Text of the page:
Finally, public policy considerations—appropriate to weigh in this equitable action—reinforce that the district court arrived at the proper outcome under South Carolina law. Equity cannot demand that the actions of one corrupt applicant, who conned Agape and Evanston alike, deprive the innocent insureds of the benefit of their contract. Agape and its employees separately applied for medical malpractice insurance in good faith, and they would be left without such insurance through no fault of their own. Evanston accepted individual premiums as to each insured and seemingly spread the risk accordingly. Further, and perhaps more important in an equitable determination, rescission would leave the public essentially unprotected on matters of medical malpractice brought against every other Agape employee.
The district court faced a novel application of the innocent co-insured doctrine otherwise employed by South Carolina courts. For the reasons stated above, the district court did not err when it concluded that South Carolina would not allow rescission under the facts of this case. Accordingly, the Court will affirm the district court's holding that the Renewal Policy is not void
Evanston next argues that, if the Renewal Policy is not void
The district court plainly held that the policy provided coverage to Agape "for the acts and omissions of all Coverage A Named Insureds and Coverage B Named Insureds, to the extent such individuals were acting within the scope of their duties on behalf of [Agape.]" Nowhere did the district court's decision extend such coverage to Agape for its own administrative failures. Indeed, the district court observed, albeit in a footnote, that the policy did
Evanston further asserts that the district court improperly construed Exclusion A, which states:
This policy does not apply to:
Additional exclusions, lettered B through S, followed Exclusion A. Evanston avers that the district court failed to apply this exclusion and instead allowed coverage for claims against Named Insureds arising from the acts and omissions of Addo. Evanston again misinterprets the district court's decision.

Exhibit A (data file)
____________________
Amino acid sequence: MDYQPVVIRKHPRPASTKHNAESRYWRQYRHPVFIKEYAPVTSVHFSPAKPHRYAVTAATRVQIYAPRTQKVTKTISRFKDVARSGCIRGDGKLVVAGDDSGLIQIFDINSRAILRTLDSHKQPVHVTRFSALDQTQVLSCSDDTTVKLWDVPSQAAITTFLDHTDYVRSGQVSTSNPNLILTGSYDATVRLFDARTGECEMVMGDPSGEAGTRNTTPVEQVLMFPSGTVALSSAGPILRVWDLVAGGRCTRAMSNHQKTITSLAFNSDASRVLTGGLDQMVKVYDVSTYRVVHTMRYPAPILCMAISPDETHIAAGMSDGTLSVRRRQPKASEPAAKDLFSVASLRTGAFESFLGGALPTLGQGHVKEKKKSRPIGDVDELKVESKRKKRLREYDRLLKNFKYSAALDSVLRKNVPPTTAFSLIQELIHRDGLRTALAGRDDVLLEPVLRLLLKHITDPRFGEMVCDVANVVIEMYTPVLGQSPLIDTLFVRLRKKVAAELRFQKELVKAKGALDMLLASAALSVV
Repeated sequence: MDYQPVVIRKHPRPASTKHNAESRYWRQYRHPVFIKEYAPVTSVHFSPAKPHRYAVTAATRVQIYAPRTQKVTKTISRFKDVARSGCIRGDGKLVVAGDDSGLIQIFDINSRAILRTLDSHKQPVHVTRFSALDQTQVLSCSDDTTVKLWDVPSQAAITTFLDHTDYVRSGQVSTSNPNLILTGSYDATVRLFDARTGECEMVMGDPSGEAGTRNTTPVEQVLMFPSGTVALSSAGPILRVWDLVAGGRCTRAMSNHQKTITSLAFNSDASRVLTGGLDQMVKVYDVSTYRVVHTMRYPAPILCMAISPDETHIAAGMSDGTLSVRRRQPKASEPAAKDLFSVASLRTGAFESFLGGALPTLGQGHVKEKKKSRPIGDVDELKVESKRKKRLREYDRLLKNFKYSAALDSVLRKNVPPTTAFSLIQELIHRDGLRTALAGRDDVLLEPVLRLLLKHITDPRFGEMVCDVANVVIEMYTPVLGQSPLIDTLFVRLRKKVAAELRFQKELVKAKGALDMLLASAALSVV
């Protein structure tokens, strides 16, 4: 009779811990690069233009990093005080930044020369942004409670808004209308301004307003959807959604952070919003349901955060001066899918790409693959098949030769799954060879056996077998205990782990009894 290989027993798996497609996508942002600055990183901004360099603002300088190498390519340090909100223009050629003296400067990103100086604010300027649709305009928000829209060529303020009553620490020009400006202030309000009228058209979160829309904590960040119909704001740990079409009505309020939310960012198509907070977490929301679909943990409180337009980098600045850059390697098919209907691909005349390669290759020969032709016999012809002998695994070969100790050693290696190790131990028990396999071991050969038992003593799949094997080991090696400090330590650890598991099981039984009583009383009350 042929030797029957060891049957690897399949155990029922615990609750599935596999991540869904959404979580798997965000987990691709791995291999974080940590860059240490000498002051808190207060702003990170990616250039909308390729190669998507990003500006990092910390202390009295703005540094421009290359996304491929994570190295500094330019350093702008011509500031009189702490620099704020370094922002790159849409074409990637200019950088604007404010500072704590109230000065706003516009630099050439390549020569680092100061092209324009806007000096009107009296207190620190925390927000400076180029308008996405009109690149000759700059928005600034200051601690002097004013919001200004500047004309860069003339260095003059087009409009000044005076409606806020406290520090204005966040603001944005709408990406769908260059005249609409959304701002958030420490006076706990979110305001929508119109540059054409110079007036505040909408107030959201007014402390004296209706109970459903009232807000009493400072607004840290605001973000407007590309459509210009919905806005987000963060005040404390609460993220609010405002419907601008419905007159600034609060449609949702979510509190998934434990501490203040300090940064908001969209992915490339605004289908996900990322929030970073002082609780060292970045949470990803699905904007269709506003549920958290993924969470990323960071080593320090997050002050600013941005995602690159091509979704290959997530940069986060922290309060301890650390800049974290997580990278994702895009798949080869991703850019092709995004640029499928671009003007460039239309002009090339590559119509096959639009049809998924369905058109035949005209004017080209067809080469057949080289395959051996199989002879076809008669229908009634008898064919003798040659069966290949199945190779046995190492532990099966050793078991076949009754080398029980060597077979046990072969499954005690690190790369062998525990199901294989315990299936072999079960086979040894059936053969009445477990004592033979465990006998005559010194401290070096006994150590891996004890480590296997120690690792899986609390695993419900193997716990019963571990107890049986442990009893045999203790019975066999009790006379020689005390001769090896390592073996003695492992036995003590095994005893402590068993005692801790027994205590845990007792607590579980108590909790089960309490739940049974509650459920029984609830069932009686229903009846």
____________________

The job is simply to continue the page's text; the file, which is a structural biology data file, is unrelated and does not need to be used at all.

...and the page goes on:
The district court correctly concluded that "all other Coverage A Named Insureds are entitled to coverage, to the extent a claim exists that would trigger their coverage under the [Renewal Policy]." As discussed above, the phrase "all other Coverage A Named Insureds" does not include Addo or Kennedy. The district court noted that coverage extended only to claims arising from "the acts and omissions of all Coverage A Named Insureds and Coverage B Named Insureds, to the extent such individuals were acting within the scope of their duties on behalf of [Agape.]" In sum, the district court did not hold that coverage extends to claims arising from Addo's acts and omissions.
Finally, Evanston argues that the district court failed to apply its rulings to each individual lawsuit and potential lawsuit presented to the court, contending that the district court's order has caused more disputes. "It is well settled that an insurer's duty to defend is based on the allegations of the underlying complaint."
The record shows the existence of three filed lawsuits: the Class Action Lawsuit, the Larimore Lawsuit, and the Curtis Lawsuit. However, none of the parties in interest in these suits were brought before the district court.
For the foregoing reasons, the district court correctly interpreted the policy and committed no error when it applied the innocent co-insured doctrine to the novel circumstances of this case. South Carolina law and principles of equity demand that fraudulent misrepresentations on an application for medical malpractice insurance by a person posing as a doctor should not vitiate the insurance policy as to his or her innocent employer and fellow employees.
Accordingly, the judgment of the district court is
In February 2014, the Hanna plaintiffs filed their first amended complaint raising eight causes of action for negligent conduct stemming from Agape and Middleton's hiring of Addo. The lawsuit does not allege medical malpractice by any doctors other than Addo. The district court remanded the action to state court before a second amended complaint was filed in the Class Action Lawsuit.